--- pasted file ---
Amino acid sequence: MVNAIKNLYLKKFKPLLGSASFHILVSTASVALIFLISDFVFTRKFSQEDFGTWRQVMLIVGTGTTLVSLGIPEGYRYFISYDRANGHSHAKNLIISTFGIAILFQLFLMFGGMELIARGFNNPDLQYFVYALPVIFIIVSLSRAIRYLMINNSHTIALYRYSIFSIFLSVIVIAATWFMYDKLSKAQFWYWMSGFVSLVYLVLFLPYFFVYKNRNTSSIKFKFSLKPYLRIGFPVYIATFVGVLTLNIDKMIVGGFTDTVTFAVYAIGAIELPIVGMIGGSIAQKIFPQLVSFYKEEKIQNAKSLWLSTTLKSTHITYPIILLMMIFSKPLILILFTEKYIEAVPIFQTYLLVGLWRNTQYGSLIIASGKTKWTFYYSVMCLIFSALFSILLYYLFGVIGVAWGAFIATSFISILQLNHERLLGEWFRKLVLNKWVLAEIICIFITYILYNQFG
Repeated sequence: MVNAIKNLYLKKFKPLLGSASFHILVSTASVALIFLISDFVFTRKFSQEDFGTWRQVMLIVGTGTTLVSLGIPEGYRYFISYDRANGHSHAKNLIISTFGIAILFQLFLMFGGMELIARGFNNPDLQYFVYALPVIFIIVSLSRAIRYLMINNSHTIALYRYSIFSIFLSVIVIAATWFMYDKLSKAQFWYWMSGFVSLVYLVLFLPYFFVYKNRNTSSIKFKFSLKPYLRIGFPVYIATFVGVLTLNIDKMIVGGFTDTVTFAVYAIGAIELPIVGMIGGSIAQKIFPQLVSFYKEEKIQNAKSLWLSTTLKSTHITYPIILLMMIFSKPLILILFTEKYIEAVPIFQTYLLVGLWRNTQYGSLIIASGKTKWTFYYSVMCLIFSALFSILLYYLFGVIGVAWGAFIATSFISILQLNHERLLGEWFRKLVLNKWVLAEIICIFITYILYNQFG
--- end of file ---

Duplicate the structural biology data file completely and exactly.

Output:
Amino acid sequence: MVNAIKNLYLKKFKPLLGSASFHILVSTASVALIFLISDFVFTRKFSQEDFGTWRQVMLIVGTGTTLVSLGIPEGYRYFISYDRANGHSHAKNLIISTFGIAILFQLFLMFGGMELIARGFNNPDLQYFVYALPVIFIIVSLSRAIRYLMINNSHTIALYRYSIFSIFLSVIVIAATWFMYDKLSKAQFWYWMSGFVSLVYLVLFLPYFFVYKNRNTSSIKFKFSLKPYLRIGFPVYIATFVGVLTLNIDKMIVGGFTDTVTFAVYAIGAIELPIVGMIGGSIAQKIFPQLVSFYKEEKIQNAKSLWLSTTLKSTHITYPIILLMMIFSKPLILILFTEKYIEAVPIFQTYLLVGLWRNTQYGSLIIASGKTKWTFYYSVMCLIFSALFSILLYYLFGVIGVAWGAFIATSFISILQLNHERLLGEWFRKLVLNKWVLAEIICIFITYILYNQFG
Repeated sequence: MVNAIKNLYLKKFKPLLGSASFHILVSTASVALIFLISDFVFTRKFSQEDFGTWRQVMLIVGTGTTLVSLGIPEGYRYFISYDRANGHSHAKNLIISTFGIAILFQLFLMFGGMELIARGFNNPDLQYFVYALPVIFIIVSLSRAIRYLMINNSHTIALYRYSIFSIFLSVIVIAATWFMYDKLSKAQFWYWMSGFVSLVYLVLFLPYFFVYKNRNTSSIKFKFSLKPYLRIGFPVYIATFVGVLTLNIDKMIVGGFTDTVTFAVYAIGAIELPIVGMIGGSIAQKIFPQLVSFYKEEKIQNAKSLWLSTTLKSTHITYPIILLMMIFSKPLILILFTEKYIEAVPIFQTYLLVGLWRNTQYGSLIIASGKTKWTFYYSVMCLIFSALFSILLYYLFGVIGVAWGAFIATSFISILQLNHERLLGEWFRKLVLNKWVLAEIICIFITYILYNQFG